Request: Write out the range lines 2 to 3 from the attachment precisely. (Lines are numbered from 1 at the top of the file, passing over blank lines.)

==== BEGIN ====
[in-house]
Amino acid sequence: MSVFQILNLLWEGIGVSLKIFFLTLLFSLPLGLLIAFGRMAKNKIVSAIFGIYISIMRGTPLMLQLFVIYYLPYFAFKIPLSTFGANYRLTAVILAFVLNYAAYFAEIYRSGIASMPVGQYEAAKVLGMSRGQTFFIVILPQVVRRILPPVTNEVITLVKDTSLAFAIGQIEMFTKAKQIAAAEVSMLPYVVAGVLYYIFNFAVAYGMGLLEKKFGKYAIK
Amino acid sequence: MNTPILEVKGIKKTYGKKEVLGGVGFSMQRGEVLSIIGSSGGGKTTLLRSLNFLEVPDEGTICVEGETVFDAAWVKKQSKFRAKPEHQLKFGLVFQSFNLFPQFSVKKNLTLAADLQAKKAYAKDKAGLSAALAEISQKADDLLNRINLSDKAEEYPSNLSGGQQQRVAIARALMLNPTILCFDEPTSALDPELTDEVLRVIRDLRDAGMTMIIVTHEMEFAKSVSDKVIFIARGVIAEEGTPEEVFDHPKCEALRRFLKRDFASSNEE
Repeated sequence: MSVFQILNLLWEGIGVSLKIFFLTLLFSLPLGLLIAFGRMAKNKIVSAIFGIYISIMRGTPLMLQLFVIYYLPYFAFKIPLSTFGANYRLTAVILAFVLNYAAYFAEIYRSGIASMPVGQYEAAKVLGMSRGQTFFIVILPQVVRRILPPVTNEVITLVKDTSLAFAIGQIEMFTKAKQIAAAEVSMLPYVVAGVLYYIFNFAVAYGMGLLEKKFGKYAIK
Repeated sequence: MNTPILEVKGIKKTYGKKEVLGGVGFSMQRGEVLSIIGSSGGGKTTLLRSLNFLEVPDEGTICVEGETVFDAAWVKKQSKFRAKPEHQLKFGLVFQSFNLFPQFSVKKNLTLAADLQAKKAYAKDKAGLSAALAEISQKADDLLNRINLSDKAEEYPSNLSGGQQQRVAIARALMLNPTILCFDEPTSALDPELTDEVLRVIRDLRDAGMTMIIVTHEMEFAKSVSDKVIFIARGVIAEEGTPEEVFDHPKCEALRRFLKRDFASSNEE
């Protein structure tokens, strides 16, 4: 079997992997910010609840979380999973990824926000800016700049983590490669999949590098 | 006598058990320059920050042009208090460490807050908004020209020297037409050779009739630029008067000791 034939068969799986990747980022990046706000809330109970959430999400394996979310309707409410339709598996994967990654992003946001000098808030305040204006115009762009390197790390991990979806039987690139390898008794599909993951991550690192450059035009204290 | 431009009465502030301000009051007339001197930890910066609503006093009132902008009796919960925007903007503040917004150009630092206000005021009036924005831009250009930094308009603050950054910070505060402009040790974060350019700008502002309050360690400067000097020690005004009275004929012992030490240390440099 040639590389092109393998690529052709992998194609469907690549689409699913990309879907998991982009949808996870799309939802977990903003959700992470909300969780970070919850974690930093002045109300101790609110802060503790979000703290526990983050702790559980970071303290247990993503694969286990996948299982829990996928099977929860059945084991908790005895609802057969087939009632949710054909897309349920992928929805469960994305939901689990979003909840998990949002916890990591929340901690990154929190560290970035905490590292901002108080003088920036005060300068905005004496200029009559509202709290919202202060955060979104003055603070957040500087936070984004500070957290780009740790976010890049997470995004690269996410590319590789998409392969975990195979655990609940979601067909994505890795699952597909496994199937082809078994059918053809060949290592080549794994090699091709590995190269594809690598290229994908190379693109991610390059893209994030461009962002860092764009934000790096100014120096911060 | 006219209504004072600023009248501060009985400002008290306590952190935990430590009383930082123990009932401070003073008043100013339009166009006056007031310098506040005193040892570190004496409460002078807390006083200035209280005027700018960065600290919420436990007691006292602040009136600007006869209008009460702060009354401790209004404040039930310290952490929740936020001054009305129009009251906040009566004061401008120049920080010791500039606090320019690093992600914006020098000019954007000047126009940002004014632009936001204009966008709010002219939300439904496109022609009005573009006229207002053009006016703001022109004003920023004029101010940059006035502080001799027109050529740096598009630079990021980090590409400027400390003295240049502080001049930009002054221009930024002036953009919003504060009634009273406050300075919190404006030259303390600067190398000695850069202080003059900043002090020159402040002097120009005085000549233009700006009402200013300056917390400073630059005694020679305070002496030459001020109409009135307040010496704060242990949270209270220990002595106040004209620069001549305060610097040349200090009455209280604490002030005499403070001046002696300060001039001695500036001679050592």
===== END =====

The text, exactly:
Amino acid sequence: MSVFQILNLLWEGIGVSLKIFFLTLLFSLPLGLLIAFGRMAKNKIVSAIFGIYISIMRGTPLMLQLFVIYYLPYFAFKIPLSTFGANYRLTAVILAFVLNYAAYFAEIYRSGIASMPVGQYEAAKVLGMSRGQTFFIVILPQVVRRILPPVTNEVITLVKDTSLAFAIGQIEMFTKAKQIAAAEVSMLPYVVAGVLYYIFNFAVAYGMGLLEKKFGKYAIK
Amino acid sequence: MNTPILEVKGIKKTYGKKEVLGGVGFSMQRGEVLSIIGSSGGGKTTLLRSLNFLEVPDEGTICVEGETVFDAAWVKKQSKFRAKPEHQLKFGLVFQSFNLFPQFSVKKNLTLAADLQAKKAYAKDKAGLSAALAEISQKADDLLNRINLSDKAEEYPSNLSGGQQQRVAIARALMLNPTILCFDEPTSALDPELTDEVLRVIRDLRDAGMTMIIVTHEMEFAKSVSDKVIFIARGVIAEEGTPEEVFDHPKCEALRRFLKRDFASSNEE